In their attempts to look more “professional,” marketers nowadays don’t quite demonstrate their personality. Their marketing is often primitive, generic, and has no difference from others. Salespeople act as they would never act in real life, using boring heady words and phrases. 

As a result, they quickly lose customers’ interest. But what a success they could get acting more natural and human! This is where marketers need to build rapport.

There are a lot of methods to do so:

1. Coordination 

Coordination, also known as mirroring, means getting the same vibe with leads on verbal and nonverbal levels. Sales representatives define the following types of mirroring: tone and tempo, emotional, and posture. 

  • Tone and tempo mirroring means matching the tone, tempo, and intonation of a person’s voice. Try to mimicry the conversation speed. For instance, if your prospects speak fast, speed up your speech.
  • Emotional mirroring implies being a good listener to fish for your leads’ concerns and pain points. This helps you formulate additional questions to your clients using their words to understand them better and show empathy.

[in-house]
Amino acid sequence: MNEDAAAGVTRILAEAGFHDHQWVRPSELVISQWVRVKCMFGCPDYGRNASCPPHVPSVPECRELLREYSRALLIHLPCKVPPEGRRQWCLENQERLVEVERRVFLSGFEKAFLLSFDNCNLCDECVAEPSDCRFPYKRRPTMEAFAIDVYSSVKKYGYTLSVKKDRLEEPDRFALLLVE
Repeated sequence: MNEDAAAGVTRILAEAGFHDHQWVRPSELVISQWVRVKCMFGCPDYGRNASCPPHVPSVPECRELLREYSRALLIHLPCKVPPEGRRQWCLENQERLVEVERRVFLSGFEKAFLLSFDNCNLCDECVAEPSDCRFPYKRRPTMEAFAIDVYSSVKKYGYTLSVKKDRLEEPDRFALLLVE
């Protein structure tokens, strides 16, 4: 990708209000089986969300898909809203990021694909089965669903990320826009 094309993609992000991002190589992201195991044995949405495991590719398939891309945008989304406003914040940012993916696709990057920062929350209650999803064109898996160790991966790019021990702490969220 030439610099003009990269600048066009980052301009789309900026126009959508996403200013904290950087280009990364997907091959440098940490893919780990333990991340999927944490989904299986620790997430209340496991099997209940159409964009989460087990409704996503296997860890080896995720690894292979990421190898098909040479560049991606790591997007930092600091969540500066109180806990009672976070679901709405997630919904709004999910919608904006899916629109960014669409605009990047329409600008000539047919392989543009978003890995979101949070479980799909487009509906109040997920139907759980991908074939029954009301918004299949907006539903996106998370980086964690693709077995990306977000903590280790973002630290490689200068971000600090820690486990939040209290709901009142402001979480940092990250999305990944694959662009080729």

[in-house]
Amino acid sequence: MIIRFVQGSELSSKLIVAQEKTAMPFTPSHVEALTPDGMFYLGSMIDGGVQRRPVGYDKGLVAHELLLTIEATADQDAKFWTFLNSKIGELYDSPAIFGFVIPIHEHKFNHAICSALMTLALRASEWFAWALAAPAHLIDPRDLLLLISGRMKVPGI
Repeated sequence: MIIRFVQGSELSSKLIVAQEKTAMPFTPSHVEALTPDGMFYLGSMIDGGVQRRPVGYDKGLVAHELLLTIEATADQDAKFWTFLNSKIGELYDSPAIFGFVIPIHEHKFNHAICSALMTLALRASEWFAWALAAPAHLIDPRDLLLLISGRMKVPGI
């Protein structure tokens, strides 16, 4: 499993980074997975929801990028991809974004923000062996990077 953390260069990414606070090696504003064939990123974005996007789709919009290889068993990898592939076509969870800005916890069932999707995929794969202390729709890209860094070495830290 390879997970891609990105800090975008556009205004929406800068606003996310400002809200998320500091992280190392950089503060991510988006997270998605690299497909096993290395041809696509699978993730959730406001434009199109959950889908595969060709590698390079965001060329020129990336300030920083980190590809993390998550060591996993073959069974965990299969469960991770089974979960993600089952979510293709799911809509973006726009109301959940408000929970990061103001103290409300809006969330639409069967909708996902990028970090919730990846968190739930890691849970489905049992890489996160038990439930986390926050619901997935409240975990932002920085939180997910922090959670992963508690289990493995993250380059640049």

• Posture mirroring means matching the customer’s body language by repeating their posture, hand gestures, breathing, and eye contact. But be careful not to overdo with repeating, as people can often take it offensively. Copy one particular body feature at first and, when you feel natural doing that, copy another one. 

In his well-known research, Dr. Mehrabian discovered that 55% of your message’s impact is defined by your body language, 38% – by your voice, and only 7% – by the content or words that you use. Therefore, while coordinating, pay your attention to body language first.  

2. Reciprocity 

Reciprocity is a powerful technique of offering gifts and favors to prospects, making them like you and feel obligated to you. The idea is to treat your leads as you would wish to be treated. Reciprocity can be material or emotional: